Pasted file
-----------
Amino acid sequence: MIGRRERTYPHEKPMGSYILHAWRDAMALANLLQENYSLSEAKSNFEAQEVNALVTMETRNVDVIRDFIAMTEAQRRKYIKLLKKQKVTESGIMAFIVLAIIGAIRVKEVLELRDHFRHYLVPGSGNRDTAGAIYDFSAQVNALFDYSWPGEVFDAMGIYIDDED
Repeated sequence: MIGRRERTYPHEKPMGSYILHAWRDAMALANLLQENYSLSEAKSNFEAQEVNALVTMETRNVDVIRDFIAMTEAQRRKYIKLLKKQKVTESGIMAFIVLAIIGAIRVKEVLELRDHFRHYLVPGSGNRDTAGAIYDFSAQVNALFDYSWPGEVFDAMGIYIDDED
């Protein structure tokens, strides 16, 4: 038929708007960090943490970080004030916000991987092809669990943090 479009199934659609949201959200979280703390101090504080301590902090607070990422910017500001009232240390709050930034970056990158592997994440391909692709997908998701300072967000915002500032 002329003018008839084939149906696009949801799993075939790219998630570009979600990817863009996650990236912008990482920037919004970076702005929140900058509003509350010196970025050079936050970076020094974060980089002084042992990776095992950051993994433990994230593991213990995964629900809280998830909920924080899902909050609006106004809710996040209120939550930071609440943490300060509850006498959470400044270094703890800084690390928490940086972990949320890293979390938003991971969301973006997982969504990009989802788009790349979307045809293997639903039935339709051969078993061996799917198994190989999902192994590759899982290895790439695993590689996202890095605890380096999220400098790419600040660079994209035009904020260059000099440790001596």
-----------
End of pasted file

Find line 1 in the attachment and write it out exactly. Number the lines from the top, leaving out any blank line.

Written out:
Amino acid sequence: MIGRRERTYPHEKPMGSYILHAWRDAMALANLLQENYSLSEAKSNFEAQEVNALVTMETRNVDVIRDFIAMTEAQRRKYIKLLKKQKVTESGIMAFIVLAIIGAIRVKEVLELRDHFRHYLVPGSGNRDTAGAIYDFSAQVNALFDYSWPGEVFDAMGIYIDDED